If we think about the flywheel, there’s two things you can do, increase force or reduce friction. Optimizing friction requires the allowance of force or there’s no juice. There is not a clear narrative or a clear message. What ends up happening is, for this company, the message keeps falling into a product focused and often feature focused one.

In every vertical at every market size on every product that they have, they have the exact same top competitor. Who? The status quo. The context of that status quo is completely different than a different product for them. There’s a narrative and a positioning that needs to be there. There’s no clear sales process and no one that’s responsible for the process. A large part of what RevOps does is solve upstream problems, but no one can solve an upstream problem; it’s like solving for the problem before it even happens.

The challenge you have is that there is no plot. The challenge we keep running into with this client is that we don’t have a sense of why we’re doing what we’re doing because there is no plot.

What’s your narrative? What’s your positioning? Messaging? Economic model? Those are all things that create your guideposts that enable you to anticipate. Without these elements, how do you trade off? How do you make a choice? If you don’t have a Go-to-Market strategy, which is about defining a clear destination and waypoints to help you align, you don’t have diversity.

What are the things that you need to do for the problem to be RevOps?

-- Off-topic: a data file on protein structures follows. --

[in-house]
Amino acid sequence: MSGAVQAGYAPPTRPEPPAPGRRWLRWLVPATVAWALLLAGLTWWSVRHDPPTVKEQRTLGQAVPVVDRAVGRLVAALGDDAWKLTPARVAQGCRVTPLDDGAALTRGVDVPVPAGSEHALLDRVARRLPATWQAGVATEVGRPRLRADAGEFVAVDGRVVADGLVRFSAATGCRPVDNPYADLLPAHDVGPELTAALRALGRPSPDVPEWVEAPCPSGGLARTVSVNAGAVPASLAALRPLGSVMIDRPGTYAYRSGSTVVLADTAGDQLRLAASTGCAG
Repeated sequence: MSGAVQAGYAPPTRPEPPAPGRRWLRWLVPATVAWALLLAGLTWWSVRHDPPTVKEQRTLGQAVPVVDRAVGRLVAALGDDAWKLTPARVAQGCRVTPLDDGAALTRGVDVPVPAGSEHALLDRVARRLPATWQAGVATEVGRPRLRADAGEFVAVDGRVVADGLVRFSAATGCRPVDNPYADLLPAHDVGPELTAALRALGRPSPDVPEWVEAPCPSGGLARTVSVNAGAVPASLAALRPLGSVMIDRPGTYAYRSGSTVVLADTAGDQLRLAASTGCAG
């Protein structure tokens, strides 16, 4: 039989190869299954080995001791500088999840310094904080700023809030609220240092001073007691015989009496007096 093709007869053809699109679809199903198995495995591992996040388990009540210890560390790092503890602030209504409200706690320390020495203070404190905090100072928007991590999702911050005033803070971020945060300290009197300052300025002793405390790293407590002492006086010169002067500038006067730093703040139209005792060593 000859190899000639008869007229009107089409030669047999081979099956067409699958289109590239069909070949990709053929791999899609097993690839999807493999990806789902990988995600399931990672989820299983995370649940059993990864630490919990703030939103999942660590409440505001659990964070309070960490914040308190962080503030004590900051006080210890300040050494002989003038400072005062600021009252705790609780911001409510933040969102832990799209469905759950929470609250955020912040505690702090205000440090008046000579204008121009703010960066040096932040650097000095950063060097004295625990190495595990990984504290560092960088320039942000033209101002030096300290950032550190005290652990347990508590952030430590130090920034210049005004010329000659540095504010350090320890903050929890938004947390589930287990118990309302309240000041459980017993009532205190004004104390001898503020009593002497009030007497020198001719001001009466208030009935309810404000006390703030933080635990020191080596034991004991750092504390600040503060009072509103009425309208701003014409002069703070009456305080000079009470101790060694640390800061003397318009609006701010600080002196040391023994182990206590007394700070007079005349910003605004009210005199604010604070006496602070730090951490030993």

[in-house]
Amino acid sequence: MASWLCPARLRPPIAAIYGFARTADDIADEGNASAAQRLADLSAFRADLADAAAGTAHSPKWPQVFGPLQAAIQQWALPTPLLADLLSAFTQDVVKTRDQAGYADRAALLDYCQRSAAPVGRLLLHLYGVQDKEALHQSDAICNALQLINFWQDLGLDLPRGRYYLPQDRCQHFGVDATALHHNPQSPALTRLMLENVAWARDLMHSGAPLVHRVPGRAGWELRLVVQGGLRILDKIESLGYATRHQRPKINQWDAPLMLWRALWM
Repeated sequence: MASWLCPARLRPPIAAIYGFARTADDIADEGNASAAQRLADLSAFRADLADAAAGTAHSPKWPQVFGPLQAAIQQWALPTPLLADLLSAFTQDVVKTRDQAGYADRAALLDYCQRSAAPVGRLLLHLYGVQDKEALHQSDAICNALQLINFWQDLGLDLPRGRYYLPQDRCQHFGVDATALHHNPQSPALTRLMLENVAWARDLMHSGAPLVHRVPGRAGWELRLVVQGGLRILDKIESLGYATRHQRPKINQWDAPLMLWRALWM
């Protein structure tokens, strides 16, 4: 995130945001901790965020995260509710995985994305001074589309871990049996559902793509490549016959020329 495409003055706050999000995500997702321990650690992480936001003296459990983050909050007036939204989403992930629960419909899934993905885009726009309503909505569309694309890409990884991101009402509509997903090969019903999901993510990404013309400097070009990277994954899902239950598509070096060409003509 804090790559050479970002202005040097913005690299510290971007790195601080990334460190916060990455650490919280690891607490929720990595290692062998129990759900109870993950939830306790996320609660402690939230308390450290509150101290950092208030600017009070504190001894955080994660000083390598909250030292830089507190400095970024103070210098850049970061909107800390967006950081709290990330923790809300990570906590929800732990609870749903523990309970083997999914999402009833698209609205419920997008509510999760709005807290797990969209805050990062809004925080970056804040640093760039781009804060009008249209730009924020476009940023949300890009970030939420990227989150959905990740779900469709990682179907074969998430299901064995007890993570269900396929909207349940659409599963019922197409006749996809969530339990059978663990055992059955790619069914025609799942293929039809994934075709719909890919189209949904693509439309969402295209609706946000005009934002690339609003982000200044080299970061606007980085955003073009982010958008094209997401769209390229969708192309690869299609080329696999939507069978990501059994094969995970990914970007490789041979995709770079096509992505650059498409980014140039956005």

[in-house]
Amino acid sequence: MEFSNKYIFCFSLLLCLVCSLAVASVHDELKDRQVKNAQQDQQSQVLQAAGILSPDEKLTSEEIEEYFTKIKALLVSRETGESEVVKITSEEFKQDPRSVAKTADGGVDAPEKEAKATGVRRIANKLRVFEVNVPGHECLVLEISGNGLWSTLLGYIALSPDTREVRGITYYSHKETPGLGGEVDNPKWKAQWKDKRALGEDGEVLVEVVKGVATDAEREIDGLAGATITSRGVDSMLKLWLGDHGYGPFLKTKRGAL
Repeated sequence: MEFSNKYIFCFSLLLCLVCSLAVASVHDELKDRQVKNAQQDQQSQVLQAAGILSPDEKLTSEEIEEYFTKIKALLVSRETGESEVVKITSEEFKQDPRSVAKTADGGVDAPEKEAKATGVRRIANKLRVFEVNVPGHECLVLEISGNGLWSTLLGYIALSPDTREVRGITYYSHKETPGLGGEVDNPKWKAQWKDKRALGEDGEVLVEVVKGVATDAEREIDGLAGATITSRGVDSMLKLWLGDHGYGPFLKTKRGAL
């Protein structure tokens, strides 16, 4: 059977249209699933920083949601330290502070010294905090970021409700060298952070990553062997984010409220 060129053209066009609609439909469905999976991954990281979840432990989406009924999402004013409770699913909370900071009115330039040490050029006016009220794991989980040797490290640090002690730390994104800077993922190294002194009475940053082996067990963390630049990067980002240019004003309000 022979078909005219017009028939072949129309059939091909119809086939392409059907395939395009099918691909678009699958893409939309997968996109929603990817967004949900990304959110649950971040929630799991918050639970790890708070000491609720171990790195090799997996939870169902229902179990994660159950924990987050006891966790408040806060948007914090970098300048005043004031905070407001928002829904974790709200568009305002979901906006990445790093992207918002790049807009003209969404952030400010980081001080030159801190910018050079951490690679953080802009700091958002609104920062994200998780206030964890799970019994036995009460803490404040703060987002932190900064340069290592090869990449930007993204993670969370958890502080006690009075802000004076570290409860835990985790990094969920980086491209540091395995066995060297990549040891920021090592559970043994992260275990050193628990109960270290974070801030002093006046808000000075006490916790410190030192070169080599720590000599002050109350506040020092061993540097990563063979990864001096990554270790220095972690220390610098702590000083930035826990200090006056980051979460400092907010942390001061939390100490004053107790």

You have to create some explosions for your problem to be RevOps. If you’re not generating enough momentum in your pipeline, RevOps doesn’t solve that problem. RevOps’ job is to collaborate. If someone doesn’t own the method, the process, where is the focus going to be?

For Jess who has been here through Imagine’s RevOps journey, her job is not to dictate, her job is to get an understanding so she can make a recommendation on how we’re going to handle any given situation. One of the elements here is if RevOps is going to sustain itself and not become a drag or become the “bad guys” those involved have to be able to reinforce the why. 

Doug thinks that RevOps should be peer to sales and marketing. When you get to strategic RevOps, sales should be opportunistic, marketing should be long term. Left to their own devices, sales would lose all their margin over time and marketing would be creating wonder, joy, and education with no revenue. (Doug’s exaggerating here.) A large part of revenue operations is to bring those two things together - a focal point. Without a focal point, you can’t have velocity.

It’s not revenue operations job to determine the focal point. Their job is to manage the trade offs and identify/work on/optimize the friction points to enable. To meet revenue objectives we have to solve for the customer, understanding that solving for the customer does not mean the customer is always right nor does it mean to give them whatever they want. It means you’re implementing your solution hypothesis. As a company with a strong point-of-view, if we implement our solution hypothesis, if we play our game, we don’t lose. 

What should this company do then?

Candidly, they should take the money that they’re spending with Imagine and put it towards a role to have someone in charge of growing their sales team.

If you get anything out of this episode it should be that it is not RevOps’ job to determine the focal point, and without someone there to determine the focal point, there is no plot, and you can’t have RevOps without a plot.

So that everyone is clear on this takeaway, we are not saying RevOps should not contribute to the focal point. The thing to understand is that RevOps should not get locked on the focal point because it’s going to change as you grow. If you’re building anything around a single focal point, you are not going to build a robust system.